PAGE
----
CDC: Estimated COVID infections more than double official count
Most Texans have probably had COVID-19, newly released CDC data suggests.
Driving the news: Immunity from prior infections and vaccinations has driven down hospitalizations in North Texas and statewide.
- North Texas remains at a low level of community risk for COVID.
Details: The total estimated infections since the start of the pandemic in the state is a whopping 19.4 million — significantly higher than the state's roughly 6.5 million reported cases, according to the CDC study.
- Nearly 70% of the state's population has likely had the coronavirus, based on an analysis of antibodies in blood samples, reports Axios' Nicole Cobler.
- The number of infected Texans jumped dramatically during the Omicron surge. In January, the CDC estimated that nearly 53% of the state had been infected. As of Feb. 25 — the latest data available — that number had surged to nearly 70%.
Yes, but: The percentage of positive coronavirus tests has been ticking up since late March, when the statewide positivity rate dipped to about 2%.
- The positivity rate is above 6% this week, according to statewide data.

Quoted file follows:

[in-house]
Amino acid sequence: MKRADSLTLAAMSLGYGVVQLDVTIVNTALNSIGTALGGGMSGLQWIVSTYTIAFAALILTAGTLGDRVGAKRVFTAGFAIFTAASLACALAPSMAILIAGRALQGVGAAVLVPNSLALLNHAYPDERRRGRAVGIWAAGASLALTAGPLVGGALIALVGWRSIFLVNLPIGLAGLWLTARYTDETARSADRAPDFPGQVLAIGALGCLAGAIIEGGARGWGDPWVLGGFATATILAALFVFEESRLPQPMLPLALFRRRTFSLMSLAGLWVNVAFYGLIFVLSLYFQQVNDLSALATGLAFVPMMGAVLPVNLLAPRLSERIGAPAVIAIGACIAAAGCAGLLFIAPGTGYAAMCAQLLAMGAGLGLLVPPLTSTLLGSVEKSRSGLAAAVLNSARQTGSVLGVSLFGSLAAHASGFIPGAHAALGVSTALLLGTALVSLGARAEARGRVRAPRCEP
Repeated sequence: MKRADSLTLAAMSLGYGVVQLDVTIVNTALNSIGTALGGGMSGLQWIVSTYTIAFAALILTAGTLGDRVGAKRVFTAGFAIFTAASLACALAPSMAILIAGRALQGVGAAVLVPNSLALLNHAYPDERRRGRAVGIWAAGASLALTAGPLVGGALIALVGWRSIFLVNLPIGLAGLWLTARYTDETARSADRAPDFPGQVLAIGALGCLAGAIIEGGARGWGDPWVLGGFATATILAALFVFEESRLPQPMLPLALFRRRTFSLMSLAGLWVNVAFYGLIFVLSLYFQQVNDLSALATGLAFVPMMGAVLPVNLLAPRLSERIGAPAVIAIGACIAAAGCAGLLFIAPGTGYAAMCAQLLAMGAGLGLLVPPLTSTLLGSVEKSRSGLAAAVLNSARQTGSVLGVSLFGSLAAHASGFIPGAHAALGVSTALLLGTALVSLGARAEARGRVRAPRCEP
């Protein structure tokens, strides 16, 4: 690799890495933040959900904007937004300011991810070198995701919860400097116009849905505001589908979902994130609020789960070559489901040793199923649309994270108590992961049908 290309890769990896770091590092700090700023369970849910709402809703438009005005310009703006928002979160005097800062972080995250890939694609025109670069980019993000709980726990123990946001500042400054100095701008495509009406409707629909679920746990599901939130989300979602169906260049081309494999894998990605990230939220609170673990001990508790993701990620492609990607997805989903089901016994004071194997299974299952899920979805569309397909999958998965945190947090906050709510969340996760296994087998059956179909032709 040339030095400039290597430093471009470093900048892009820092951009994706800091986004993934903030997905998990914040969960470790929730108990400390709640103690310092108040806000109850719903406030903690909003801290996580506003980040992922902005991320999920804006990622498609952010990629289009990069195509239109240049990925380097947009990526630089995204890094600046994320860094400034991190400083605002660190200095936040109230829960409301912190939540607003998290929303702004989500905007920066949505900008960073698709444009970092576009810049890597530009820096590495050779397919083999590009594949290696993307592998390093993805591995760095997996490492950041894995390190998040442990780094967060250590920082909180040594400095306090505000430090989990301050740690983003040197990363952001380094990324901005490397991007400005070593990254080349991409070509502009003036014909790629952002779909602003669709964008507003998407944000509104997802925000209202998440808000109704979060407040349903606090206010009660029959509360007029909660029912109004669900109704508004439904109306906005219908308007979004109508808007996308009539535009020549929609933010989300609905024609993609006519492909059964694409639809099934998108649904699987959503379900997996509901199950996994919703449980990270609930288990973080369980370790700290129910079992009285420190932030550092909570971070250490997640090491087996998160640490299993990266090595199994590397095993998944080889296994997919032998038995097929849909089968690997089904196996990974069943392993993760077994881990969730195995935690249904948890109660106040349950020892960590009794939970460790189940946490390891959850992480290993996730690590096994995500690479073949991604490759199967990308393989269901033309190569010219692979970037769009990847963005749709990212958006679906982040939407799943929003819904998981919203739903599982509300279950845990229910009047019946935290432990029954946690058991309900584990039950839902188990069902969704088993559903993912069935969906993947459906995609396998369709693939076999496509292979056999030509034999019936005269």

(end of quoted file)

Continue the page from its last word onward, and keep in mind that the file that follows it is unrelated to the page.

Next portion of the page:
By the numbers: More than 65% of eligible Texans are fully vaccinated.
- Roughly a third of vaccinated Texans have received a booster dose.
- Tarrant County lags Collin, Dallas and Denton counties in the percentage of people fully vaccinated, with 61%.
- UT Southwestern projects Dallas County will continue to have about 100 new coronavirus cases a day during the next few weeks and predicts Tarrant County's daily cases will increase to about 200.
The big picture: FEMA has distributed $2.3 billion to pay for the funeral costs of more than 369,000 people nationwide who have died from COVID, according to the latest numbers released this week.
- Texas has received the most federal assistance for funeral costs, with more than $217 million distributed to more than 33,000 people.
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